The Labour party was much less reticent on the subject of pensions at the 1997 election. I received a letter only today from Mr. Richard Sharp, who is the chairman of the south-east region of the National Pensioners Convention. He enclosed a briefing produced by the Labour party before the 1997 election and asked me to use it to

[Interruption.] Those are his words, not mine, and I hope that the lead charlatan is taking careful note. The document is headed, "The Tories have betrayed pensioners", so hon. Members will get the drift, and it includes the names of the current Prime Minister, the Deputy Prime Minister and the Chancellor of the Exchequer. It says:

As I said earlier, it says:

That was a lie then, and it is still a lie. It says—this is the good bit—

Hard as I look from one of end that disgraceful document to the other, I can find no reference to a promise to take £5 billion a year from pension funds if the Labour party won that election. [Interruption.] At least I have had an apology, which I am happy to accept from the hon. Member for Glasgow, Cathcart (Mr. Harris), about that campaign. Members should have been there.

The plain truth is that, by putting off decisions now, the Government are condemning a raft of pensioners to penury in old age or utter dependence on degrading means-tested benefits. That is borne out entirely by the Turner report. That is why we need Conservative policies such as restoring the earnings link, rolling back means-testing and abolishing the annuities rule. We have been exhaustively through the eight-point plan, or the 10-point plan as the hon. Member for Wolverhampton, South-West described it when allowing for inflation. However, just as important is our lifetime savings account that is designed to encourage people not already saving—the 9 million whom we have heard about—to do so.

These are all well costed, well thought-out proposals. [Laughter.] They are designed to tackle the pensions crisis, but if they cause such hilarity among Labour Members, why do they not come up with their own ideas rather than having a self-imposed moratorium between now and next autumn that takes them conveniently, or perhaps not, through the election campaign?

We heard from the Liberal Democrats. Their policy is designed only to help the over-75s. They would scrap the contributory principle altogether, and that argument was effectively demolished by the right hon. Member for Birkenhead. Despite what the hon. Member for Northavon (Mr. Webb) told me in a previous debate, they intend to erode tax relief for those making pension
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contributions and, as usual with the Liberal Democrats, the figures are, of course, not properly costed. Perhaps it does not really matter, because their policy is about as relevant to who will be in government after the next election as the UK Independence party's policy to renationalise the railways. It deserves about as much attention.

Where is this Government's big idea on pensions, or even its small idea? The sad fact is that, where pensions are concerned, the Government are an ideas-free zone. The Secretary of State in his conference speech ruled out increasing the pension age, which is one of the main solutions set out by Turner. We had an interesting exchange at Question Time on Monday when I put to the Minister for Pensions his comments at a fringe meeting at the party conference. He seemed to take offence at the thought that he had referred to the pension credit as a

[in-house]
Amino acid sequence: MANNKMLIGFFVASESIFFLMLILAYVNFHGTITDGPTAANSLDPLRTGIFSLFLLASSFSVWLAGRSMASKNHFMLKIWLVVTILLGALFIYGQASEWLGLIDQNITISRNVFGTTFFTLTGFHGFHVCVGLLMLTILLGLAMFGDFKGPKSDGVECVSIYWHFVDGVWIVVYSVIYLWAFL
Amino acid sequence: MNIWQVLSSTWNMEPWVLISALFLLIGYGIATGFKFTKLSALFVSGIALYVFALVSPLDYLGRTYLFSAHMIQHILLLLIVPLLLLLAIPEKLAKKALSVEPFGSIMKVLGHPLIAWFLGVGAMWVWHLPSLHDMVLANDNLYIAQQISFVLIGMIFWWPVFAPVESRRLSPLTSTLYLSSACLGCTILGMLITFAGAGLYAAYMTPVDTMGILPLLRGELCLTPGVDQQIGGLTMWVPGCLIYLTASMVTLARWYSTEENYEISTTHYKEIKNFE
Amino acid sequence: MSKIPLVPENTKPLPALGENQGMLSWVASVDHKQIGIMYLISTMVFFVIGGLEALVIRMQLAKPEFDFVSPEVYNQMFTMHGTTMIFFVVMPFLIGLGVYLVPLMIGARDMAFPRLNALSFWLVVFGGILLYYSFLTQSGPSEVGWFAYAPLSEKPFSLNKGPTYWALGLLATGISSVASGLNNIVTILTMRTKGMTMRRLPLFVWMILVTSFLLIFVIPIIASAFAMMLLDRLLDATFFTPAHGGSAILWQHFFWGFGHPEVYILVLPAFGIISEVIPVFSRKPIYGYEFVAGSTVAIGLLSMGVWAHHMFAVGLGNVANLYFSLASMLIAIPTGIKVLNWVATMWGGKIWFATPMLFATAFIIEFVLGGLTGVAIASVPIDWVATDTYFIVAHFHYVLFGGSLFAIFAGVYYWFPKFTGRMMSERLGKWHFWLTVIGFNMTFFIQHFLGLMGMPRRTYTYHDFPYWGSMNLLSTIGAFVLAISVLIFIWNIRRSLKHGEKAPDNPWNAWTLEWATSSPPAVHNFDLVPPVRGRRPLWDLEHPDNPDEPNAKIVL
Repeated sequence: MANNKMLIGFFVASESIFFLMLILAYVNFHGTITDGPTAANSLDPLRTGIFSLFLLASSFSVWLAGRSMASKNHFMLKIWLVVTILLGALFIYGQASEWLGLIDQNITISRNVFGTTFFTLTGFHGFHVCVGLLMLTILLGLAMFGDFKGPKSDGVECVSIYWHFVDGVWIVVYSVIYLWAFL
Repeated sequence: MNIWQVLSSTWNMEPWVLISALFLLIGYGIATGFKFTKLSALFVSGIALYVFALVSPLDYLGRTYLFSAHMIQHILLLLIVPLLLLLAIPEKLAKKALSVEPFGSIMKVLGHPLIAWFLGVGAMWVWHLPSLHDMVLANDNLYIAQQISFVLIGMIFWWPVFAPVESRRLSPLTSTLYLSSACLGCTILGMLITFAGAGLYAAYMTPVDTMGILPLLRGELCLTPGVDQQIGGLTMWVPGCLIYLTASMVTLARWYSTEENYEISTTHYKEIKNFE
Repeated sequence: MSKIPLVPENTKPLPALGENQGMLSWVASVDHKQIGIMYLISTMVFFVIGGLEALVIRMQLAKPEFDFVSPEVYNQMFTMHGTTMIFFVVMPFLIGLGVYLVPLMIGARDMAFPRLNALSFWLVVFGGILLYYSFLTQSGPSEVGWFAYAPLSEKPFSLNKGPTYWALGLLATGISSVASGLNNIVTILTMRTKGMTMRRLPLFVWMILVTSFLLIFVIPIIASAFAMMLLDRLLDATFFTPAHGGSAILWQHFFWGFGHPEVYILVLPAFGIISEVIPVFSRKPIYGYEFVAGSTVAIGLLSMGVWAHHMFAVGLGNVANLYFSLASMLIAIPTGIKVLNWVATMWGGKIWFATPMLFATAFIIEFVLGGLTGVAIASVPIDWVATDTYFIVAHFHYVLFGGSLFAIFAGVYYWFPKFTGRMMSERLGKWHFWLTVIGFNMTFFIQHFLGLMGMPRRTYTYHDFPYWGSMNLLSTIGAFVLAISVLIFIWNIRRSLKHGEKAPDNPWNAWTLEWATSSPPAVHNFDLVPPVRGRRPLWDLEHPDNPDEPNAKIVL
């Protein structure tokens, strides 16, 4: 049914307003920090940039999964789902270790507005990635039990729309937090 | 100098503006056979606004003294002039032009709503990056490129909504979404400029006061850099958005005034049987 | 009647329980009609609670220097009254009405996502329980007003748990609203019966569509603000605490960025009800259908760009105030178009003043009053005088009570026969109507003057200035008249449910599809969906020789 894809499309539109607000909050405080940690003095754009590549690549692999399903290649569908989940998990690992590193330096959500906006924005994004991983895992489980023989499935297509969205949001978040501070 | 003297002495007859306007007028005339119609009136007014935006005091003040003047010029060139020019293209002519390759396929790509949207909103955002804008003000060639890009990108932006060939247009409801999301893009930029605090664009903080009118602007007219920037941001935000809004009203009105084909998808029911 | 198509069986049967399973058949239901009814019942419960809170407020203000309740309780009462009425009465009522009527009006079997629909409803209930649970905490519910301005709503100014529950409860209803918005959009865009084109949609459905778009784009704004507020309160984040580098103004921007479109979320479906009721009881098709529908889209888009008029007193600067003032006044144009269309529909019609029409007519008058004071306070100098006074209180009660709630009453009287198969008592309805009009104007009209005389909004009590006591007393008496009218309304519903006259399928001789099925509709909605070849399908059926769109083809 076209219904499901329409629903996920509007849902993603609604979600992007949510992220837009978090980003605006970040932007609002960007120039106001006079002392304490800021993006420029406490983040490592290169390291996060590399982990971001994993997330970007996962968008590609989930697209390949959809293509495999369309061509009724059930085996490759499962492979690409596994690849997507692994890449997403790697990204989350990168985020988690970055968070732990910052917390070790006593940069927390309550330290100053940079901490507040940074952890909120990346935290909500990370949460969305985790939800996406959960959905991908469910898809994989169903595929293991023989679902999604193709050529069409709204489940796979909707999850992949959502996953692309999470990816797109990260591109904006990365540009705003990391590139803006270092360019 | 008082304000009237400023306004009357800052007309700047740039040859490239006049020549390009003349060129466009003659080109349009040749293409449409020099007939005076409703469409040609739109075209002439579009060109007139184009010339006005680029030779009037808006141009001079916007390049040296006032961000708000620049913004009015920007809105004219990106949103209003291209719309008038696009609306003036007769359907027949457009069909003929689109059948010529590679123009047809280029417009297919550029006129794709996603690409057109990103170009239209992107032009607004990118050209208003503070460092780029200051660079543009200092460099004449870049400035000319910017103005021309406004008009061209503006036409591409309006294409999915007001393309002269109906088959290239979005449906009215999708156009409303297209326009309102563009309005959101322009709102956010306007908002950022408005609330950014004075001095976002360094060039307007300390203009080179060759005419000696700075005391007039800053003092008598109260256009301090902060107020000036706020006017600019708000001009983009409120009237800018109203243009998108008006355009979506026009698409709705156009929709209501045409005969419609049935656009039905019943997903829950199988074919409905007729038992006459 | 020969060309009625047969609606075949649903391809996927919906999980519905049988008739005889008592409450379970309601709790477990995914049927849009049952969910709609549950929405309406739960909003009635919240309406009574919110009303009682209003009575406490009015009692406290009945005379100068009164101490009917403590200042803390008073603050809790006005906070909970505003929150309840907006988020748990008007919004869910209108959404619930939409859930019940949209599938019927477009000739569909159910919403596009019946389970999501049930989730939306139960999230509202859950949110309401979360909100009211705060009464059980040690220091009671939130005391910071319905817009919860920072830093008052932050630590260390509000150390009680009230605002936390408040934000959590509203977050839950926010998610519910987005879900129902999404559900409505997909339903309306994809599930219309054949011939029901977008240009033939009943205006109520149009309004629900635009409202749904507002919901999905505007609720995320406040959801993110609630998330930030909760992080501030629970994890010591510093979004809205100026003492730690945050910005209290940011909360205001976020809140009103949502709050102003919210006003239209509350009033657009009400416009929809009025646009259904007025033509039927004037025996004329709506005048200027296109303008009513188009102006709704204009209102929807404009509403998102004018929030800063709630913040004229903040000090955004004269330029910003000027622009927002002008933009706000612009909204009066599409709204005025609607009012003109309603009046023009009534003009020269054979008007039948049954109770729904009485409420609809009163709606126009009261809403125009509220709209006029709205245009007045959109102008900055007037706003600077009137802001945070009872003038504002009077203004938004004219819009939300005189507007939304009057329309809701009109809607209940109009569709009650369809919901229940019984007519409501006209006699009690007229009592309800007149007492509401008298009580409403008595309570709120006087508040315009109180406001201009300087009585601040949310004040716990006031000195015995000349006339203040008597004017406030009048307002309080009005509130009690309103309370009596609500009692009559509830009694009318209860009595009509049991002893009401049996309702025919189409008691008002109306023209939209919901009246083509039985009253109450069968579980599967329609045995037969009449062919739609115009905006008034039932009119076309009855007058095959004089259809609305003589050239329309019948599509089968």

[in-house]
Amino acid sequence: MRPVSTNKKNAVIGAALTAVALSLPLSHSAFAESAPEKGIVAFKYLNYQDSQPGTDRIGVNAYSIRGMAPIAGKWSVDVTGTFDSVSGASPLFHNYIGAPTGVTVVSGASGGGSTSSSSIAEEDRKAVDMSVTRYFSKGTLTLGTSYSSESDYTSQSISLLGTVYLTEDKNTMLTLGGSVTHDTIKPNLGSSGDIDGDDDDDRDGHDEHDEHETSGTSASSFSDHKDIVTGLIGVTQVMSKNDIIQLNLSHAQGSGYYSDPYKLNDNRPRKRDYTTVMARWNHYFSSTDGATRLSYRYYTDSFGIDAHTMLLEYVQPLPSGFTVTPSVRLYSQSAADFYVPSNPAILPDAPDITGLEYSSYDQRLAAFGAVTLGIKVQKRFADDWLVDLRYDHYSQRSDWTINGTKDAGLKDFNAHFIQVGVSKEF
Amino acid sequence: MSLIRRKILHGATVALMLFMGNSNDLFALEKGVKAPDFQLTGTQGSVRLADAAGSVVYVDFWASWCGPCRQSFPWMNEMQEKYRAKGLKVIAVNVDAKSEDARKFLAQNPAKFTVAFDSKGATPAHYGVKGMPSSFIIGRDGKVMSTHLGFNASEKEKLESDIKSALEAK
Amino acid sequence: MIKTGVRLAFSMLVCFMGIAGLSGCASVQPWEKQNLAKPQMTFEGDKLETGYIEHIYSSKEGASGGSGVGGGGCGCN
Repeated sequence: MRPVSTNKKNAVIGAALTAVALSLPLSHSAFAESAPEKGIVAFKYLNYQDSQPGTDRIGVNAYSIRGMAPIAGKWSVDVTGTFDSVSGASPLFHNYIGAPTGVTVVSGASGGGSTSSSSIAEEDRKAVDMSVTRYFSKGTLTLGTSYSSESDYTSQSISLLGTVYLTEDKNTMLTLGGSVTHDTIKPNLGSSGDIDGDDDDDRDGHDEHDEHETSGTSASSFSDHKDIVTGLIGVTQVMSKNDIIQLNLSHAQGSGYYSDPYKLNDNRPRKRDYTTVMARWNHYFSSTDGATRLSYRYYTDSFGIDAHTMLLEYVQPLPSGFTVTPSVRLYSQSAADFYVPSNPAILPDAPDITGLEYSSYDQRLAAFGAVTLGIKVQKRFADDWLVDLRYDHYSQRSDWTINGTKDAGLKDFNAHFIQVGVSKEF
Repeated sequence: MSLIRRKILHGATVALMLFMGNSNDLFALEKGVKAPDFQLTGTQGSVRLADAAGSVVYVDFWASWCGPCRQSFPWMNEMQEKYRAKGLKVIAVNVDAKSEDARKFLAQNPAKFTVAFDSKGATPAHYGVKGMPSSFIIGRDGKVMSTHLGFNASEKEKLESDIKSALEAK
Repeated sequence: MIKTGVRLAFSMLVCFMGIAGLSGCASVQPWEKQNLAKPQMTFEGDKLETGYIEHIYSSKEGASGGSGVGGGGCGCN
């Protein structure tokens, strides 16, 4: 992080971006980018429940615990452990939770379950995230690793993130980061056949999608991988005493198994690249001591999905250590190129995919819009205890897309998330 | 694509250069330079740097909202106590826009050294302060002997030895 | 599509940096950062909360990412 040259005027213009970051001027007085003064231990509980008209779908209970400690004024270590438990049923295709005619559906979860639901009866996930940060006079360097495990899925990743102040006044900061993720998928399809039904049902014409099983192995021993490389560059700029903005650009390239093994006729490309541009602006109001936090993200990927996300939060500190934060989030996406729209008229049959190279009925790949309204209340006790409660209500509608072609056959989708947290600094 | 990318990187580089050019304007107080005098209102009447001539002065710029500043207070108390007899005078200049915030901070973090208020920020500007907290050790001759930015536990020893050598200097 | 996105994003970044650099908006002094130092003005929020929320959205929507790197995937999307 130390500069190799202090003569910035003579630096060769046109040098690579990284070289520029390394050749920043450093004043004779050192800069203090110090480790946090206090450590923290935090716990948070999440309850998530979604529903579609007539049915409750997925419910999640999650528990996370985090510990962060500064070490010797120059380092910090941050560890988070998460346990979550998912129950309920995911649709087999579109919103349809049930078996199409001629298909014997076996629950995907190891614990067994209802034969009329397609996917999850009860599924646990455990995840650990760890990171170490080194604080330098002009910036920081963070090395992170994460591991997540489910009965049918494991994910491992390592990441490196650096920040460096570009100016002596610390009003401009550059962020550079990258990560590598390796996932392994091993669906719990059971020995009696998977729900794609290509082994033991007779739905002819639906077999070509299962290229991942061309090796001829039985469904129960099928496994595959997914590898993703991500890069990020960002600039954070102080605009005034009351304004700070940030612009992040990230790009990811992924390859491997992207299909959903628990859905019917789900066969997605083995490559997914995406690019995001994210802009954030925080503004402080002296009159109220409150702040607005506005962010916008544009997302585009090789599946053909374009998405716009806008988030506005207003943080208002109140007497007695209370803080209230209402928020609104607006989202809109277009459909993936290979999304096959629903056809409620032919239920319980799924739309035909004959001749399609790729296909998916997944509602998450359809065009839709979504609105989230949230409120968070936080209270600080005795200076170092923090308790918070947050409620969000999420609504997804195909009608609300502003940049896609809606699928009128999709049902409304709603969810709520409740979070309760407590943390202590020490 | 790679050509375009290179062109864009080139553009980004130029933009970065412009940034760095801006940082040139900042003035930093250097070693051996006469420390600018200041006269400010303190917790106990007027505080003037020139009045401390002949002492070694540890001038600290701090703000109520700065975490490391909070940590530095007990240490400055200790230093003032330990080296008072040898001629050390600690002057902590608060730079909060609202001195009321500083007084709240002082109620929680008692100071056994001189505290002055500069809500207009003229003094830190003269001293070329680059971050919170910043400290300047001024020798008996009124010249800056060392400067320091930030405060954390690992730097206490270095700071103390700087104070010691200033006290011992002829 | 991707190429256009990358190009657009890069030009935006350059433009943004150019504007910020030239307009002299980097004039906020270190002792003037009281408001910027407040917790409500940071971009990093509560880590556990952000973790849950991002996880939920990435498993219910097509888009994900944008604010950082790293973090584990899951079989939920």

but within a column, he quickly reneged on that and said of the pension credit:

His Secretary of State went on at inordinate length to say what a wonderful thing it was.

In today's debate, however, the Secretary of State has suggested that the pension credit will not be there indefinitely. It is clear that there is a debate going on within the Government, and we get occasional glimpses of it down long narrow corridors. However, it would be rather good if some of it could be put to the electorate when the time comes.

At the moment, we have to take it that the Government are as committed to expanding means-testing as ever, thereby deterring more saving in this country—again, saving is one of the Turner prescriptions to end the crisis. Let me remind the House of what he said in his report:

That is a classic definition of the problem caused by means-testing in the system.

We had the false dawn of the speech by the Minister for Pensions to a fringe meeting at the party conference, but the Government seemed to have rowed back from that—an issue referred to by my hon. Friend the Member for Bournemouth, West (Sir John Butterfill). They have also been quiet on compulsion, another issue on which the final report will presumably reach a conclusion next year. In fairness, the Secretary of State said that he had an open mind on this issue, but he seems to have an open mind on almost every issue affecting pensions in this country. It is probably time he began to reach provisional conclusions about what should happen.

What does that leave? Extra taxes—a point made by my hon. Friend the Member for Cities of London and Westminster (Mr. Field)—and I do not suppose we shall hear much about them this side of an election. How typical of the Government to heap extra taxes on individuals to pay for a decent pension! We are looking at yet more third-term taxes from Labour, but on the welfare state, as on so much else, it does not deserve a
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third chance, let alone a third term. If the Government are not prepared to take the action needed on the nation's pensions, they should make way for someone who will. I urge the House to support our motion.

6.45 pm